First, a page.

Covering key figures such as the Prophet Muhammad, Suleiman 'the Magnificent' and El-Hajj Malik El-Shabazz (Malcolm X), the entry for each figure includes:
Fully cross-referenced for ease of use, this clearly presented work is ideal for those interested in or studying the area, and could not have come at a more fascinating time in history for Islam.
Dr. Roy Ahmad Jackson has been a lecturer and writer of religion and philosophy for over fifteen years. He has lectured in Islamic Studies at various universities, including University of Durham and Kings’ College London. He has previously written books on Nietzsche, Plato, Islam and Philosophy of Religion.
Topics covered include:
ethical issues such as just war, abortion, women’s rights, homosexuality and cloning questions in political philosophy regarding what kind of Islamic state could exist and how democratic can (or should) Islam really be the contribution of Islam to ‘big questions’ such as the existence of God, the concept of the soul, and what constitutes truth.
This fresh and original book includes a helpful glossary and suggestions for further reading. It is ideal for students coming to the subject for the first time as well as anyone wanting to learn about the philosophical tradition and dilemmas that are part of the Islamic worldview.
The book uses a structure that mirrors the way Nietzsche is studied on many university courses, with chapters looking at Nietzsche's life, The Birth of Tragedy, the revaluation of all values, the will to power, Thus Spoke Zarathustra, truth and perspectivism, religion, politics, and Nietsche's legacy.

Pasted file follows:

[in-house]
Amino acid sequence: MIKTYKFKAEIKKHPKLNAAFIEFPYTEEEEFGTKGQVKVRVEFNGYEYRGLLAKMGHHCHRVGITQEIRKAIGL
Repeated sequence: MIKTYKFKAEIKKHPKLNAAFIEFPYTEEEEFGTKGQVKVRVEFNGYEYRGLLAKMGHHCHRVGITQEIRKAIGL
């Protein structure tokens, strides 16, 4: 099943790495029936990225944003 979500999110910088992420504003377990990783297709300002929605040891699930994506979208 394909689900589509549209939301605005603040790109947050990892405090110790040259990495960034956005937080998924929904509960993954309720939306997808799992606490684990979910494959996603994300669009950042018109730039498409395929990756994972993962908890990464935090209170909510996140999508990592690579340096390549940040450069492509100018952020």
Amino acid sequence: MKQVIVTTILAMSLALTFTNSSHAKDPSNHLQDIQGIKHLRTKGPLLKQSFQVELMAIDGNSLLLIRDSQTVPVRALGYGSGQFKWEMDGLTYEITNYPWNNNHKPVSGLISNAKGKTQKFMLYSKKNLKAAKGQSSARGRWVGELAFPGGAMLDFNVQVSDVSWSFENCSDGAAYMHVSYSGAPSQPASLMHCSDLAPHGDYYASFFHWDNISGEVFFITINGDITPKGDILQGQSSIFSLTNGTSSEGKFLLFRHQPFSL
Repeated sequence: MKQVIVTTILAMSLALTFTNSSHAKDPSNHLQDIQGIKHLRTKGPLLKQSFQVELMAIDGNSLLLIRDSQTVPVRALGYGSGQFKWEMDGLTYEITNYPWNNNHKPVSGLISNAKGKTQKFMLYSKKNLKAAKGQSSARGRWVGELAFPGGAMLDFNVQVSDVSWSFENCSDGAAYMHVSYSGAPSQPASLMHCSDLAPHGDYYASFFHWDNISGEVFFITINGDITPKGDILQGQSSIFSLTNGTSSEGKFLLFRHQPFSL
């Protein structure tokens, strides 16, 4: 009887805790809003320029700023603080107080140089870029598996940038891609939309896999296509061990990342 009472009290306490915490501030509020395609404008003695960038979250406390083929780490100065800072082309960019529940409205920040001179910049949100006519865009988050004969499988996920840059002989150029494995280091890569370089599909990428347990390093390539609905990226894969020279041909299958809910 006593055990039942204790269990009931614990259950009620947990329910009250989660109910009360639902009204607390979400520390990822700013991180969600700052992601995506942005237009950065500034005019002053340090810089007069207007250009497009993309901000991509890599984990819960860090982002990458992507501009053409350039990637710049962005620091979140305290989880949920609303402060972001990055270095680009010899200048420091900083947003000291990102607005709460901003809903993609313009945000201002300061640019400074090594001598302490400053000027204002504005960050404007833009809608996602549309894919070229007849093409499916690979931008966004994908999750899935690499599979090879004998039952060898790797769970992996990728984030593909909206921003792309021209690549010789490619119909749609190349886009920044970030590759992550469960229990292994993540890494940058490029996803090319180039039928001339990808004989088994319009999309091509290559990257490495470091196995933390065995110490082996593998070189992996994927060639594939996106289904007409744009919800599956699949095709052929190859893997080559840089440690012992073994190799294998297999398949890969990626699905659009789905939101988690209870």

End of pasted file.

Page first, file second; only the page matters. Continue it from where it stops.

In this book, Roy Jackson sets out to determine:Why did Nietzsche feel inclined to be so generous towards the Islamic tradition yet so critical of Western Christianity? How important was religion for Nietzsche’s views on such matters as moral and political philosophy and how does this help us to understand the Islamic response to modernity? How does Nietzsche’s distinctive outlook and methodology help us to understand such key Islamic paradigms as the Qur’an, the Prophet, and the ‘Rightly-Guided’ Caliphs?
Nietzsche and Islam provides an original and fresh insight into Nietzsche’s views on religion and shows that his philosophy can make an important contribution to what is considered to be Islam’s key paradigms. As such it will be of interest to a diverse readership and will provide useful material for researchers when thinking about religion, Islam and the future.